Finding Yolanda wreck

I checked in at Gatwick Airport on Saturday, the third of December, with three very large dive bags containing all the necessary equipment to make a descent, hopefully, to the deepest wreck ever dived.

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I arrived at Sharm El Sheikh airport to be met by my deep diving buddy, Leigh Cunningham, who drove me to my hotel.

Leigh was describing to me how the last two weeks prior to my arrival had seen perfect conditions for diving Yolanda reef with very little wind and smooth seas. Of course, with the luck we had been having with this project, it was bound to all change.

I cast my mind back to May when we started the project. All went well until I received a dose of Pharaoh’s revenge and spent the last part of the week wrapped up in bed while Leigh discovered the bow of the wreck in 145m.

After a good night’s sleep, I travelled down to Trafco jetty to meet the dive boat supplied for the project by Seamus and Anna of Colona Dive Centre. They had also supplied the boat last time.

The team was already aboard busy preparing equipment and making ready for Leigh and myself. The team consisted of multi-national technical divers from Sharm El Sheikh and Dahab, Most of them I had worked with in the past and some were new to me. All shared a common interest and a passion for technical diving. It would assure that this week would be a success.

The weather was holding out for us, and we steamed out into flat blue seas with little to no wind.

The first day was spent at a local dive site making the deep dive rigs and ensuring that all the equipment was working as it should.

I decided to use my triple 300-bar Worthington carbon/steel combination cylinders for this dive. This would allow me to wear one less cylinder than Leigh and offer a less dramatic profile in the water.

Leigh decided to wear his trademark dive rig of twin twenty litre cylinders with a twelve litre strapped to either side and two fifteen litre tanks as stages, thus making a six-tank configuration. The problem I had with my rig was that there was nowhere in the Sinai that had a 300-bar compressor system... That is, until now.

Chad Clarke, a familiar face in Sharm, has opened an all new pumping and gas blending station next to Trafco jetty (Ocean Tec) and agreed especially for this project to install a 300-bar system. How’s that for service? You are a star Chad!

Leigh and myself spent the first day tinkering with the dive rigs. The team took the opportunity to study the rigs and fully familiarise themselves with their operation. They wiere going to be responsible for ensuring that we had all the right equipment in the right place prior to each dive. Later in the day, we made a 100m dive to ensure all was well—both with us and the rigs.

The second day, we were out to the dive site itself and made another 100m dive. This time, we had the full dive team in the water simulating the big dive itself.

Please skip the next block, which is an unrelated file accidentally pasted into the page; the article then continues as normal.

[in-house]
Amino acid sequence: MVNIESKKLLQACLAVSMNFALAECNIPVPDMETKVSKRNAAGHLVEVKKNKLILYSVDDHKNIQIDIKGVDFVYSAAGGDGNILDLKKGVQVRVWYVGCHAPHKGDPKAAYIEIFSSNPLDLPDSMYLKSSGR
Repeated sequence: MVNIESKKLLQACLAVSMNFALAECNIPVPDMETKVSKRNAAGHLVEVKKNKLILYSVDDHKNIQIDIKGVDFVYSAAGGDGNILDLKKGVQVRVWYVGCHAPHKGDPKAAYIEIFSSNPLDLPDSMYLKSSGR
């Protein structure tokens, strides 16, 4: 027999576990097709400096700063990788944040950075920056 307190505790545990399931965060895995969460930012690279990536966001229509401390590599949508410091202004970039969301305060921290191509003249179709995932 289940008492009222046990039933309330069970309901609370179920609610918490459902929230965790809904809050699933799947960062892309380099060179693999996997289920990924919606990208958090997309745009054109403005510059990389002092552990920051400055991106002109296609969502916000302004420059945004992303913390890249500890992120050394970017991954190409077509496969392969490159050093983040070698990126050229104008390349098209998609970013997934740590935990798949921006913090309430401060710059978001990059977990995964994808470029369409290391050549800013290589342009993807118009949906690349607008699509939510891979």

Apart from diving to over 200m, the hardest part of this dive was that it was all done with no shot lines—free descent and free ascent being the order of the day. The safety divers needed to be experienced in blue water diving with no visual reference of lines or reefs.

Both Leigh and I decided not to have safety divers deeper than 30m on the big dive itself due to the fact that we would be carrying all necessary gas for the entire dive and would prefer to be alone during the busier parts of the ascent, which required great concentration of ascent speed and gas switches. The idea was to deploy DSMB’s at 30m. Each of us would have two support divers descend down the line to greet us with spare gas, if needed, and in-water hydration packs.

We made an additionsl day’s diving on the site again to 100m with the whole team. Everything was going very well. The weather was holding, the team was exceptional, and Leigh and I were both in great condition for the dive.

Tuesday the 6th, after the last air dive, saw us in the gas blending station, Ocean Tec at Trafco, preparing for the first mixed gas dive the following morning.

We hit a major problem within minutes of starting. Although we had a 300-bar compressor, we had overlooked the fact that we needed a 300-bar decanting whip for the blending panel. The mood changed as we tried everything we could to mate various parts lying around the centre to make a workable whip. Just as despair was setting in, Chad came to the rescue and called a local engineer who came down to the centre. We showed him a 300-bar spin tube and the high pressure decanting hose and simply stated that we needed “this bit to fit onto this bit”. This was met with a little scratch of the head followed by “no problem, two hours”. It was 8pm in the evening. Can you imagine this situation in the UK?

We decided to have a break and went to dinner. An hour later, we received a call from Chad saying that the part was there. We paid the bill and hurried back to the centre. I must admit, I had my doubts, as the fitting needed an odd coupling to ensure a good fit. We put it together, and it worked a treat—not even a slight leak.


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